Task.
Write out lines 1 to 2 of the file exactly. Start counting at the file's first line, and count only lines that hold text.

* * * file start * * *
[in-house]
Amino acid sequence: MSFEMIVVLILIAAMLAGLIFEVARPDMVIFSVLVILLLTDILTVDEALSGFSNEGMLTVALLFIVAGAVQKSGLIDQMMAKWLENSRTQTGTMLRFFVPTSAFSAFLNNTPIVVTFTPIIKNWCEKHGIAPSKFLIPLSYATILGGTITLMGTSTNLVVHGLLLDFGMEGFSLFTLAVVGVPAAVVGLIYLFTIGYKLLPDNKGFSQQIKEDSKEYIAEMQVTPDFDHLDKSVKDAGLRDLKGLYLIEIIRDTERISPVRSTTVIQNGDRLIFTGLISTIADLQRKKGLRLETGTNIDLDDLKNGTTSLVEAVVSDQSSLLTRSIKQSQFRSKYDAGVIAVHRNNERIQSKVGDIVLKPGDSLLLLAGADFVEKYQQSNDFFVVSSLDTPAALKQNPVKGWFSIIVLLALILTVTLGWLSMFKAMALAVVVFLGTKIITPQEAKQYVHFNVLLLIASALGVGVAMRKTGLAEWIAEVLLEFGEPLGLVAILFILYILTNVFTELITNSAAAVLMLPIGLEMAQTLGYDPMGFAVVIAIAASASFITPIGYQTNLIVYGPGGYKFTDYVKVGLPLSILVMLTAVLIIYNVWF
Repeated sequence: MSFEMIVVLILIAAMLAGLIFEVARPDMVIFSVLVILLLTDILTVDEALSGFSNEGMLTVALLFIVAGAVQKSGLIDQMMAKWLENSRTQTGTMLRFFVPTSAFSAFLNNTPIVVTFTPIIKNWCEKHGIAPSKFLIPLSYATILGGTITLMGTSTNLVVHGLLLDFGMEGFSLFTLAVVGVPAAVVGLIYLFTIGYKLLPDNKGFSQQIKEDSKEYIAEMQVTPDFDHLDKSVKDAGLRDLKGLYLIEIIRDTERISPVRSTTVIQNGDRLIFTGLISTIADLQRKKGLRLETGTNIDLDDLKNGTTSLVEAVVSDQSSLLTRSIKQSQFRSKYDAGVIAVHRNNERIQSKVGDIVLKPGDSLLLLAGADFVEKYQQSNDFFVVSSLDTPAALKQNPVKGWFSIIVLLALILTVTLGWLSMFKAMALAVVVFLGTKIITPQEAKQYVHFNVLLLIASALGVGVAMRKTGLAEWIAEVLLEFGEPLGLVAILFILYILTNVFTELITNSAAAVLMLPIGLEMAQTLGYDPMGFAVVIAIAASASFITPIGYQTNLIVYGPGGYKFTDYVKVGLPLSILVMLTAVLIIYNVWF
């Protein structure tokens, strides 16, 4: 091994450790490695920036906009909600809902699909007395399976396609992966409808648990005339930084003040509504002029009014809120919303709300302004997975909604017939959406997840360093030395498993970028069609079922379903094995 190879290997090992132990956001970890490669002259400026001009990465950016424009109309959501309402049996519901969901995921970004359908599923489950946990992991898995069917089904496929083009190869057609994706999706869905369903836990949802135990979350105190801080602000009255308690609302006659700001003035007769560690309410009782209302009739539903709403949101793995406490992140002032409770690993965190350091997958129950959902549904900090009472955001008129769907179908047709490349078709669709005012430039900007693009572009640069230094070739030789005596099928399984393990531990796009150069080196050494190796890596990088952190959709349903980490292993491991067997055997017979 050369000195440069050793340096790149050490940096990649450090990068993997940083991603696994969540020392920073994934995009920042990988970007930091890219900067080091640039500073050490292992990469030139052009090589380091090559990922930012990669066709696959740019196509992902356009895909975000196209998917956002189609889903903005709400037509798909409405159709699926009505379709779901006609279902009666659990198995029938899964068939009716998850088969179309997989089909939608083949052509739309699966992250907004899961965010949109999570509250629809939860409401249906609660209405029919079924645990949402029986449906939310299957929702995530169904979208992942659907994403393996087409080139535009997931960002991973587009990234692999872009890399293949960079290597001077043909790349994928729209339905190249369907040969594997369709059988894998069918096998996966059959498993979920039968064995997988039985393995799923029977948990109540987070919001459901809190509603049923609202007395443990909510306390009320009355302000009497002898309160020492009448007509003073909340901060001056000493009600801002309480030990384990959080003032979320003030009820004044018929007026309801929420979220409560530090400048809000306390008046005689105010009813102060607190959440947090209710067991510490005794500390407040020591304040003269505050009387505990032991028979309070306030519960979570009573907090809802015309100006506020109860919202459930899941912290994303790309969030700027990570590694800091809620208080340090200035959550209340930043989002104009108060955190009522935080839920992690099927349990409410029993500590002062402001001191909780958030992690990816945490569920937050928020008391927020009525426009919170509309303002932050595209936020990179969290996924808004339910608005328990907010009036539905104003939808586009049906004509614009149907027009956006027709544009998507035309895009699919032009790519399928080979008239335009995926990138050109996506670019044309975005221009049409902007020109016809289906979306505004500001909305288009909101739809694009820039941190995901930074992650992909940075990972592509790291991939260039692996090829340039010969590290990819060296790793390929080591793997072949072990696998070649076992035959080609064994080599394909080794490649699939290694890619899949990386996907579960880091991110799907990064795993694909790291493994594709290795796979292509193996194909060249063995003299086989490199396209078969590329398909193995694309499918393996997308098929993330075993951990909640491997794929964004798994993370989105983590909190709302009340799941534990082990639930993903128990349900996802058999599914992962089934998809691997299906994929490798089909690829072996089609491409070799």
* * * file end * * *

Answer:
[in-house]
Amino acid sequence: MSFEMIVVLILIAAMLAGLIFEVARPDMVIFSVLVILLLTDILTVDEALSGFSNEGMLTVALLFIVAGAVQKSGLIDQMMAKWLENSRTQTGTMLRFFVPTSAFSAFLNNTPIVVTFTPIIKNWCEKHGIAPSKFLIPLSYATILGGTITLMGTSTNLVVHGLLLDFGMEGFSLFTLAVVGVPAAVVGLIYLFTIGYKLLPDNKGFSQQIKEDSKEYIAEMQVTPDFDHLDKSVKDAGLRDLKGLYLIEIIRDTERISPVRSTTVIQNGDRLIFTGLISTIADLQRKKGLRLETGTNIDLDDLKNGTTSLVEAVVSDQSSLLTRSIKQSQFRSKYDAGVIAVHRNNERIQSKVGDIVLKPGDSLLLLAGADFVEKYQQSNDFFVVSSLDTPAALKQNPVKGWFSIIVLLALILTVTLGWLSMFKAMALAVVVFLGTKIITPQEAKQYVHFNVLLLIASALGVGVAMRKTGLAEWIAEVLLEFGEPLGLVAILFILYILTNVFTELITNSAAAVLMLPIGLEMAQTLGYDPMGFAVVIAIAASASFITPIGYQTNLIVYGPGGYKFTDYVKVGLPLSILVMLTAVLIIYNVWF